With the new school year starting in Israel on Wednesday, the government has ordered that teachers may not go to their workplaces without a vaccination certificate or a fresh Covid-19 test. The same is true for healthcare workers.
The decision to tighten the so-called ‘Green Pass’ restrictions on the education, health and social-welfare sectors was made during a high-level coronavirus cabinet meeting which concluded late on Monday.
It means that teachers, doctors, nurses and caregivers would only be able to do their jobs if they present documents proving that they have been vaccinated or recently recovered from Covid-19. Failing that, a negative PCR test taken within the previous 72 hours would be required.
However, the penalty faced by workers who flout the new rules still remains unclear. The Justice and Education Ministries earlier warned that they could be put on unpaid leave.
But the Teachers Association threatened to go to the High Court if its members are left without salaries, adding that they would only cooperate if the same regulations are applied to the country’s entire public sector.
The teachers are also unhappy about the idea of paying out of pocket for their own Covid-19 tests, an idea that is being pushed forward by the Education Ministry.As of last week, there were some 37,000 unvaccinated teachers and school staff in Israel, according to government estimates.
Israel has carried out one of the world’s largest inoculation campaigns per capita, fully vaccinating around 63% of its 9.3 million people and already giving a third booster shot to two million.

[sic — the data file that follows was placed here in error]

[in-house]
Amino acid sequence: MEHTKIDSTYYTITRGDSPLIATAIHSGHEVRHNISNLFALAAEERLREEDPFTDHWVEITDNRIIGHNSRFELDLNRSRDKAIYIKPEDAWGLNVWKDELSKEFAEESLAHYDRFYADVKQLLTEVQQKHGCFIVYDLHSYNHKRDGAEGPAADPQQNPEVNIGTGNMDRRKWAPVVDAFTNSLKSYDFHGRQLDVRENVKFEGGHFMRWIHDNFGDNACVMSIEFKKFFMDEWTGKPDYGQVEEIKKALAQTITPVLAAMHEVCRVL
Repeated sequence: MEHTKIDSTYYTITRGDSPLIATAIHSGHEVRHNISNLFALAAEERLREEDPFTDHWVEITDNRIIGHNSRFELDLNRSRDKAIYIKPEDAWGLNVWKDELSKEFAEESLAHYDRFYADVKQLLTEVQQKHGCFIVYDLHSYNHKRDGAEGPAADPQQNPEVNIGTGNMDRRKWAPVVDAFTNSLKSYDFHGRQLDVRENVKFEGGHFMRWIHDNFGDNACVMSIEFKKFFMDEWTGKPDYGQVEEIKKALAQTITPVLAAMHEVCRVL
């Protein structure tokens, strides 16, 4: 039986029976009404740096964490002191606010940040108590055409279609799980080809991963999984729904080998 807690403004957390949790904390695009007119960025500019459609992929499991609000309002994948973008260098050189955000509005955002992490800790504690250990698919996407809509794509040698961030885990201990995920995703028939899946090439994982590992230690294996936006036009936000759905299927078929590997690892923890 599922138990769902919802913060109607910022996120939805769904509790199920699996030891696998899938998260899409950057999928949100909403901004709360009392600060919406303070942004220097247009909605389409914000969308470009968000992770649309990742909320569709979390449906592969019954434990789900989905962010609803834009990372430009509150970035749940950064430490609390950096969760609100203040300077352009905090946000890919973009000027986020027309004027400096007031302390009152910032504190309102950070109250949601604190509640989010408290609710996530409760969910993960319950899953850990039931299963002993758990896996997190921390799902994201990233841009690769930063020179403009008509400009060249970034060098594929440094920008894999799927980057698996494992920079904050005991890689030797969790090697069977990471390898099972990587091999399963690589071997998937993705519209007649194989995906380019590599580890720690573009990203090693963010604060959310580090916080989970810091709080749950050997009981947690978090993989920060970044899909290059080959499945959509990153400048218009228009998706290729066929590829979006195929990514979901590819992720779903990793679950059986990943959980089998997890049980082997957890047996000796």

There was much debate and tension preceding the decision to open schools on September 1 amid a surge in Covid-19 cases caused by the more-contagious Delta variant. On Monday, Israel surpassed 7,000 coronavirus-related deaths, with 6,662 new infections reported and 738 patients remaining in serious condition.
Some in the government, including Health Ministry Director-General Nachman Ash, suggested that the school year should be postponed due to the poor epidemiological situation.
Education Minister Yifat Shasha-Biton initially opposed the plan for students to get vaccine shots between classes and, after eventually agreeing to it, faced death threats online. Over the weekend, the minister’s security was beefed up due to those messages.
Shasha-Biton had also reportedly warned Prime Minister Naftali Bennett that there won’t be enough teachers to replace their unvaccinated colleagues if the ‘Green Pass’ system is introduced, but the PM told her to find a way to deal with the problem.
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